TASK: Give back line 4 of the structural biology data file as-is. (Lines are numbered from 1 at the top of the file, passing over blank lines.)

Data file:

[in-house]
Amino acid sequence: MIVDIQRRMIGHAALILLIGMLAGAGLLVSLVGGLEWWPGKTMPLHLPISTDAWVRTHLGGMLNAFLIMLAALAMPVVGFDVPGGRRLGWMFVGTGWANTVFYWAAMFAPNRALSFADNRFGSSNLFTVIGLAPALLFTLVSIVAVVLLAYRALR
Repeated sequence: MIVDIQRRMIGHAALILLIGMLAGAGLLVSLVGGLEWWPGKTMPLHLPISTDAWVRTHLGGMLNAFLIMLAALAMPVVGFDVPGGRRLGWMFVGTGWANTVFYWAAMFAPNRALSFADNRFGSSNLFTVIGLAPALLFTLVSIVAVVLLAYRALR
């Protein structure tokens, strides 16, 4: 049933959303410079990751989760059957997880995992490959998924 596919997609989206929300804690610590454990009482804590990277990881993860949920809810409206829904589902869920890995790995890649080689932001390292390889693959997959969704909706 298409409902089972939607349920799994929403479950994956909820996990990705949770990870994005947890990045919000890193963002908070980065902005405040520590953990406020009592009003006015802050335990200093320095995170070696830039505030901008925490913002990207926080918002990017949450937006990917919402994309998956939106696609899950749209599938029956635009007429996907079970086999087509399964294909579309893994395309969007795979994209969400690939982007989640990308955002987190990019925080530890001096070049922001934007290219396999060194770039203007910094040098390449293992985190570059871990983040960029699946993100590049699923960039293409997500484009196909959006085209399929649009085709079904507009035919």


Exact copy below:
């Protein structure tokens, strides 16, 4: 049933959303410079990751989760059957997880995992490959998924 596919997609989206929300804690610590454990009482804590990277990881993860949920809810409206829904589902869920890995790995890649080689932001390292390889693959997959969704909706 298409409902089972939607349920799994929403479950994956909820996990990705949770990870994005947890990045919000890193963002908070980065902005405040520590953990406020009592009003006015802050335990200093320095995170070696830039505030901008925490913002990207926080918002990017949450937006990917919402994309998956939106696609899950749209599938029956635009007429996907079970086999087509399964294909579309893994395309969007795979994209969400690939982007989640990308955002987190990019925080530890001096070049922001934007290219396999060194770039203007910094040098390449293992985190570059871990983040960029699946993100590049699923960039293409997500484009196909959006085209399929649009085709079904507009035919």